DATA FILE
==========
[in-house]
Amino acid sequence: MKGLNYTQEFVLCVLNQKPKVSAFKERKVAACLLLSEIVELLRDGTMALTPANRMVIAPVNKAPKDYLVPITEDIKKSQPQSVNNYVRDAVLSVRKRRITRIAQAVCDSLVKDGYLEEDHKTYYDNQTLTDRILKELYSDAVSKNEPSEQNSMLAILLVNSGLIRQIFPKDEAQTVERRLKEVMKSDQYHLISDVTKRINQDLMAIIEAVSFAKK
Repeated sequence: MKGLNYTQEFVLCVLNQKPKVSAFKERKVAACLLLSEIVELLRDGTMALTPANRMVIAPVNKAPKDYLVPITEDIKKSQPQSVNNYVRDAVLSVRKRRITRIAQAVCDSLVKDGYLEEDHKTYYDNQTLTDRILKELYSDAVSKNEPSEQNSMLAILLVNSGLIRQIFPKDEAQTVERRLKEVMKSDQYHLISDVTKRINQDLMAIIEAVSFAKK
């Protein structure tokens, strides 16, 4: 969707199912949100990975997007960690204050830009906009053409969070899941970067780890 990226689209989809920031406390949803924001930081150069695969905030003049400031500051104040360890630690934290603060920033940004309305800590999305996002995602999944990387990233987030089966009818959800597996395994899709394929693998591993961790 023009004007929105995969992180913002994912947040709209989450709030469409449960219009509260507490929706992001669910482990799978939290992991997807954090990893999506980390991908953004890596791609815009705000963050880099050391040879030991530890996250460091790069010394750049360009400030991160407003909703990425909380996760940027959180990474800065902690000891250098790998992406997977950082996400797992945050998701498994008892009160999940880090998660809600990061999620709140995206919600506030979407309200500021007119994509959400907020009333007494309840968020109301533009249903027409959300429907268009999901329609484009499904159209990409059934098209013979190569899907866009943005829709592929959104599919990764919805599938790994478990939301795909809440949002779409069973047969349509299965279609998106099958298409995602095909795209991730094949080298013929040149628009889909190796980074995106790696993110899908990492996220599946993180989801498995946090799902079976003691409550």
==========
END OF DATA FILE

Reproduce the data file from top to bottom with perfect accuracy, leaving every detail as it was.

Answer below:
[in-house]
Amino acid sequence: MKGLNYTQEFVLCVLNQKPKVSAFKERKVAACLLLSEIVELLRDGTMALTPANRMVIAPVNKAPKDYLVPITEDIKKSQPQSVNNYVRDAVLSVRKRRITRIAQAVCDSLVKDGYLEEDHKTYYDNQTLTDRILKELYSDAVSKNEPSEQNSMLAILLVNSGLIRQIFPKDEAQTVERRLKEVMKSDQYHLISDVTKRINQDLMAIIEAVSFAKK
Repeated sequence: MKGLNYTQEFVLCVLNQKPKVSAFKERKVAACLLLSEIVELLRDGTMALTPANRMVIAPVNKAPKDYLVPITEDIKKSQPQSVNNYVRDAVLSVRKRRITRIAQAVCDSLVKDGYLEEDHKTYYDNQTLTDRILKELYSDAVSKNEPSEQNSMLAILLVNSGLIRQIFPKDEAQTVERRLKEVMKSDQYHLISDVTKRINQDLMAIIEAVSFAKK
């Protein structure tokens, strides 16, 4: 969707199912949100990975997007960690204050830009906009053409969070899941970067780890 990226689209989809920031406390949803924001930081150069695969905030003049400031500051104040360890630690934290603060920033940004309305800590999305996002995602999944990387990233987030089966009818959800597996395994899709394929693998591993961790 023009004007929105995969992180913002994912947040709209989450709030469409449960219009509260507490929706992001669910482990799978939290992991997807954090990893999506980390991908953004890596791609815009705000963050880099050391040879030991530890996250460091790069010394750049360009400030991160407003909703990425909380996760940027959180990474800065902690000891250098790998992406997977950082996400797992945050998701498994008892009160999940880090998660809600990061999620709140995206919600506030979407309200500021007119994509959400907020009333007494309840968020109301533009249903027409959300429907268009999901329609484009499904159209990409059934098209013979190569899907866009943005829709592929959104599919990764919805599938790994478990939301795909809440949002779409069973047969349509299965279609998106099958298409995602095909795209991730094949080298013929040149628009889909190796980074995106790696993110899908990492996220599946993180989801498995946090799902079976003691409550």